Creigh Deeds hasn’t actually lost yet, but the White House doesn’t want to wait for that to happen before setting up a neon light that screams: “Not Obama’s Fault!” The Obami go running to explain to the Washington Post what a political disaster the Deeds’s campaign has been:
Sensing that victory in the race for Virginia governor is slipping away, Democrats at the national level are laying the groundwork to blame a loss in a key swing state on a weak candidate who ran a poor campaign that failed to fully embrace President Obama until days before the election. …
A senior administration official said Deeds badly erred on several fronts, including not doing a better job of coordinating with the White House. “I understood in the beginning why there was some reluctance to run all around the state with Barack Obama,” said the official, who spoke on condition of anonymity in order to speak candidly about the race. “You don’t do that in Virginia. But when you consider the African American turnout that they need, and then when you consider as well they’ve got a huge problem with surge voters, younger voters, we were just a natural for them.”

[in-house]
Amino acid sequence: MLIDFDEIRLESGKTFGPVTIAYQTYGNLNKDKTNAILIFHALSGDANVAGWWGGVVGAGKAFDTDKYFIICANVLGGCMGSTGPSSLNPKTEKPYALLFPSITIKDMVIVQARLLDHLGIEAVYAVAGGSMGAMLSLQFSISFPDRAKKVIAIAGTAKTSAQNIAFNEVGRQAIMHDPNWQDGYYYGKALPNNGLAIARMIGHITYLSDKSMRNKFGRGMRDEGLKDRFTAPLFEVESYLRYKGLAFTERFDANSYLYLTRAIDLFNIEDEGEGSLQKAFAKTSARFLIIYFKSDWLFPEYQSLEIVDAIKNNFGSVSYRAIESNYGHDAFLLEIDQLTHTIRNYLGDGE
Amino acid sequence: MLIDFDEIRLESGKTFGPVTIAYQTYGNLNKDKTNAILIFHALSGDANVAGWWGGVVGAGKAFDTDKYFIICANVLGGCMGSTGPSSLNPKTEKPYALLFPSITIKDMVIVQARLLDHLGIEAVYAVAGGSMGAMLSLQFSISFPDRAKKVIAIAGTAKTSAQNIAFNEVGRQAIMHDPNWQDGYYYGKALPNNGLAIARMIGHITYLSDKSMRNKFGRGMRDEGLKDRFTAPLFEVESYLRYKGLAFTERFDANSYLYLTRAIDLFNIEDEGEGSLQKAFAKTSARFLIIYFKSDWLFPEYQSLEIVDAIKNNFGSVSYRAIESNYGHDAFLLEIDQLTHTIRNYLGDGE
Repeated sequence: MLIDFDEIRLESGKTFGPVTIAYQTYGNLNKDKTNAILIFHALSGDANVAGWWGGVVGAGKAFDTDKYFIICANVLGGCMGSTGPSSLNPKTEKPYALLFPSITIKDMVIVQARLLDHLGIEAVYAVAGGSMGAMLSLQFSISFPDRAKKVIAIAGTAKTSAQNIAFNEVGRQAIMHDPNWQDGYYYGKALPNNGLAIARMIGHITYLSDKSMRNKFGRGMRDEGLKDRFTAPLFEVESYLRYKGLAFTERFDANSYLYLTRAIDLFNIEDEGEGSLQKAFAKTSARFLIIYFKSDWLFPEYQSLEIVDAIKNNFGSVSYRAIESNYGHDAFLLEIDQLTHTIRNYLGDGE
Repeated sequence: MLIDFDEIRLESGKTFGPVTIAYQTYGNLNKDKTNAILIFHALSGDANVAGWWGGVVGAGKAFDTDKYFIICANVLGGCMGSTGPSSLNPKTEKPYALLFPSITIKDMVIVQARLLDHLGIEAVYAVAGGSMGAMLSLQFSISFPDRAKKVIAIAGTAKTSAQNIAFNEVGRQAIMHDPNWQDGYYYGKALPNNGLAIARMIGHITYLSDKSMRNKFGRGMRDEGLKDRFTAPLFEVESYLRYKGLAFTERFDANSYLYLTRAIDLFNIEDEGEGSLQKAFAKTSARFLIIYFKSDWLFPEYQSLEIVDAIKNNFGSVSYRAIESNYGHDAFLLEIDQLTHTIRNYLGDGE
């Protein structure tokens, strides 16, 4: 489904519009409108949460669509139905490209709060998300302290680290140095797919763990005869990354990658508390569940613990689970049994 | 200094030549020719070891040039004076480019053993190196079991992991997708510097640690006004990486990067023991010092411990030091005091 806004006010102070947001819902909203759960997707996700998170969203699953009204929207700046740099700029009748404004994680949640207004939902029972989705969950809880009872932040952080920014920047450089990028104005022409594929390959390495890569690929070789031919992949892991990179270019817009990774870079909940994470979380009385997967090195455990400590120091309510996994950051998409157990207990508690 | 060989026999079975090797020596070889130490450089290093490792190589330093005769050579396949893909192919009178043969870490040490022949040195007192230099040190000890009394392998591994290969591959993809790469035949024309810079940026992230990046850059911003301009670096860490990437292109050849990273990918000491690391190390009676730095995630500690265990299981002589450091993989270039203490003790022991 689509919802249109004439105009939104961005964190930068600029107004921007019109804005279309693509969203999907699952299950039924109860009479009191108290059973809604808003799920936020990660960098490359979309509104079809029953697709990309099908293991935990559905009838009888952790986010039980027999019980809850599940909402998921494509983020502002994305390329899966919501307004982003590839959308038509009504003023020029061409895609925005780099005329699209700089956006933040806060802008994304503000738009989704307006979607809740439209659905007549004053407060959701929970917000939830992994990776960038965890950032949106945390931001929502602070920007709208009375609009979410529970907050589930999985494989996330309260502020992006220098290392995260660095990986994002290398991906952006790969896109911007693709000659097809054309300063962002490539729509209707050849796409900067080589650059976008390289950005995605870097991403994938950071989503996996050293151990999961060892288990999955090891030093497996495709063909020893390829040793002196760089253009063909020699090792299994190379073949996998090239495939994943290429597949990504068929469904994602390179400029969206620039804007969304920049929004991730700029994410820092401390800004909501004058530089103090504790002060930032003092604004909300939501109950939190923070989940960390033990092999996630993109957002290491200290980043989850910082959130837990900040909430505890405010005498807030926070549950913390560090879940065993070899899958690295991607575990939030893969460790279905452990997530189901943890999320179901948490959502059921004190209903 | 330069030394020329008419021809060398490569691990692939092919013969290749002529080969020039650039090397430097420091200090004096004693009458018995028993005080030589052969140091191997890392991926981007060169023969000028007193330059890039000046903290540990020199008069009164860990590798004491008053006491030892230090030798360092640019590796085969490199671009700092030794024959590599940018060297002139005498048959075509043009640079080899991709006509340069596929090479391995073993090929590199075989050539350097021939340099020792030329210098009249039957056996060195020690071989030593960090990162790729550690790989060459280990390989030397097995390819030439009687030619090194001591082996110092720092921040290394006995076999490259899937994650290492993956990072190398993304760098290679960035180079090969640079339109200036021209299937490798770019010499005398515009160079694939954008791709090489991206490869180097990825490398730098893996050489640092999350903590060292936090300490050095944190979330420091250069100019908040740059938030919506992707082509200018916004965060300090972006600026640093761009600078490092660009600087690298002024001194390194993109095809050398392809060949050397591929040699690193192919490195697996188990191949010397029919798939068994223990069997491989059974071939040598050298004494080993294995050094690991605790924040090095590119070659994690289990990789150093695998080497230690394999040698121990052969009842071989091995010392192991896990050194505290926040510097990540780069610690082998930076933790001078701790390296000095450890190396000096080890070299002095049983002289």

Another White House spinner says that Deeds didn’t follow the example set out by Barack Obama and Tim Kaine. Others moan that Deeds didn’t embrace Obama closely enough. But how could he? Obama’s approval in polling is in the low-40s, and his real strength is among African Americans and young people, two groups unlikely to turn out for the election. Deeds, while no stellar candidate, was probably wise to run as a centrist Democrat, and that’s hard to do while embracing a president who has lurched sharply to the Left.
One key tidbit for anti-card-check forces: it seems that Deeds’s support of Big Labor was a major stumbling block for a key figure, Sheila Johnson, a major Democratic donor in past years and a prominent African-American businesswoman, who ultimately backed Republican Bob McDonnell, a strong opponent of card-check legislation.
The Obami will try to fob off the defeat, when it comes, onto Deeds. But Deeds ran in a far less favorable environment than Obama did last year. Obama ran against George W. Bush. Deeds had to run with Obama in the White House. Turns out that’s an uphill battle for Democrats in swing states.